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There are many ways of earning passive income these days, and one of the most popular is real estate. Before we go there, let’s define this term. Passive income is generally thought of as income where you are not exerting much effort, yet still earning money. Most people would agree, that sounds pretty great! Especially since many other methods of investing can require continuous monitoring.
Real Estate is Great
Investing in real estate can be very rewarding both mentally and financially. Identifying a property that has the potential to earn you a nice cash flow and then getting your offer accepted, is an incredible feeling. This gets even better when owning the property becomes a reality. Seeing a positive income closely aligned to your own estimates is powerful stuff and quite addictive.
To get to this point, however, requires homework. Just like anyone who has mastered a skill such as playing the piano, knitting, or even golf, it requires learning and internalizing the fundamentals. The fundamentals include real estate investing terms, mortgage terminology, and understanding how to research the local market. To figure out the local market, you need to take into consideration: the job market, crime rates, rental rates, and overall real estate performance for the area.
Assessing the Property
Understanding what has happened to the property from a value standpoint and repairs (if possible) is always good. You can learn some of this information by checking out the local assessor site. The disclosure provided by the current owner can also be extremely valuable, if the current owner is the person selling the property. In the event you are considering a property that is a short-sale, foreclosure, or an estate sale, the information about the property is likely limited. It is important to understand the potential repairs, both near-term, and long-term, while running the numbers. Continual costly repairs on a monthly basis that exceed your planned expenses will kill your cash flow. Understand what you are walking into.
Assessing the Market
For the local area rents, you can check out a few resources like Rentometer, Zillow, or a local property manager that you have an established relationship with. Calling or checking on nearby listings that are similar is another great option as well. It is good to have a few data points when you are evaluating your potential rents.
The quality of the school district is a big driver for many investors. To learn more about the quality of the school district, check out Cruvita.
If dealing with flooding is a potential concern for you, check if your property is in a flood zone using the FEMA flood map.
Practice Makes Perfect
The first real estate investment is no doubt the hardest one to make. What makes this first investment easier though, is going out, checking out the neighborhood, and running the numbers on different properties hundreds of times with a tool. Seriously, the more times you go through the process of truly evaluating a property, the more likely you are to spot a good or bad investment. It would be wise to include the costs associated with property management if you decide you do not want to manage the property yourself.
Remember, this research and purchase does not have to be done without help. Ultimately, you will make the final decision, but working with someone who has been around the block a few times and has invested themselves is a great resource.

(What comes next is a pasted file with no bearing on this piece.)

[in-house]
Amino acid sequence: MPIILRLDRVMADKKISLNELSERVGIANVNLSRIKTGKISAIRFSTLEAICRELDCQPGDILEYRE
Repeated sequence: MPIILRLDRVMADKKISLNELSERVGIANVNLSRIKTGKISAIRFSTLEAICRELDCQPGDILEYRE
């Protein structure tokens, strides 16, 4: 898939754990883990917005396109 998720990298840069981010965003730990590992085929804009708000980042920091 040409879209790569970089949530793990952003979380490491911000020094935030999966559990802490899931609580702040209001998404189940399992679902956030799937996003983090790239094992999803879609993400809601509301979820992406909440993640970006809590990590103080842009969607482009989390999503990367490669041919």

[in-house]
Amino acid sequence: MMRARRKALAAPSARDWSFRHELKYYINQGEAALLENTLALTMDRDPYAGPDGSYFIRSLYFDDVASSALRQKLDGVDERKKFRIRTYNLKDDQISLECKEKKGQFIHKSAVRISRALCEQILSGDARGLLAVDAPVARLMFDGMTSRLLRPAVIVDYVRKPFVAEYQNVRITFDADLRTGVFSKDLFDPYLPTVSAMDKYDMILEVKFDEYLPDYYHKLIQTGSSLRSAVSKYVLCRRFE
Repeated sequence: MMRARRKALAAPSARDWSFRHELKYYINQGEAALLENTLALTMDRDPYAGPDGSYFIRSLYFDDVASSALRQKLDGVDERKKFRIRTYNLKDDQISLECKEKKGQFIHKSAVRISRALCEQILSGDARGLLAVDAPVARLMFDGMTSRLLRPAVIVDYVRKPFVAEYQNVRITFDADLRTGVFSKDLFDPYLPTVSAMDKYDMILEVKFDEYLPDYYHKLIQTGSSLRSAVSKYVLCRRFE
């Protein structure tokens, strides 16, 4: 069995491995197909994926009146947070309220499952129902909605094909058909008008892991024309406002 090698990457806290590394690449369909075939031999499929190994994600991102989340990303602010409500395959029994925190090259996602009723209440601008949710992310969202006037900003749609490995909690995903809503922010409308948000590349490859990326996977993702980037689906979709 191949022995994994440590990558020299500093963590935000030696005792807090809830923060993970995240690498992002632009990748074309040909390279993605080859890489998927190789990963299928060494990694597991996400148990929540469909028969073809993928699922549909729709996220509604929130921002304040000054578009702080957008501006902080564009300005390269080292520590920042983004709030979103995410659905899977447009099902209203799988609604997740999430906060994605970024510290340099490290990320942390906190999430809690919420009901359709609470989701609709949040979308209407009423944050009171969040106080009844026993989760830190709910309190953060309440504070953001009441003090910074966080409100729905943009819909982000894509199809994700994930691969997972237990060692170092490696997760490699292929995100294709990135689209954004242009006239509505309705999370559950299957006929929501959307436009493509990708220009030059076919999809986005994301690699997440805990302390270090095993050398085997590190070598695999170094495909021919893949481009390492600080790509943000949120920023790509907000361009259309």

It’s Yours, Now What?
Once you own the property, you have a decision to make. Do you want to be the person who is responsible for the tenants and toilets? Or do you want to pass this responsibility over to a property manager and make this a more passive type of income? Finding tenants, managing the issues that come up, and collecting rent takes a certain type of person, and not everyone is cut out for it. However, managing your own property, even for a short period of time, will provide you with a good feel for what this work entails. You will have great insight into the type of property manager you want to hire.
Property Managers Can Help!
Owning real estate will never be entirely passive, and anyone that tells you that is not sharing the complete picture. However, selecting a property manager who aligns with your style and goals will help considerably. Once you have a property, you will encounter all kinds of things property managers are skilled at handling. One of the first things your property manager will do for you, is help you find the right tenant. Everyone wants to get their property rented right away, but not every tenant is a good choice.
Your property manager will run a background and credit check on your tenant and is experienced at evaluating applications as well as recognizing red flags quickly. When everything is going well, you will only remember you own real estate when you see the deposited money in your account monthly and at tax time. That is the perfect scenario. For all other times, your property manager will provide you the support you need.
One of the benefits a property manager brings to the table is the ability to recognize rental rate trends and make adjustments accordingly. When you are the person collecting rents from the tenant, it makes it harder to increase the rents. Additionally, it can be harder to make the tenant pay for repairs or terminate their lease when you run into a problematic situation. A good property manager will know how to address these issues and handle them quickly.
Investing in real estate is one of the most profitable options for passive income. Investing the time to find the right property, and a good property manager will go a long way towards making your investment nearly passive for years to come. As Marshall Fields said, “Buying real estate is not only the best way, the quickest way, the safest way, but the only way to become wealthy.”
Author: Jeff Gitlen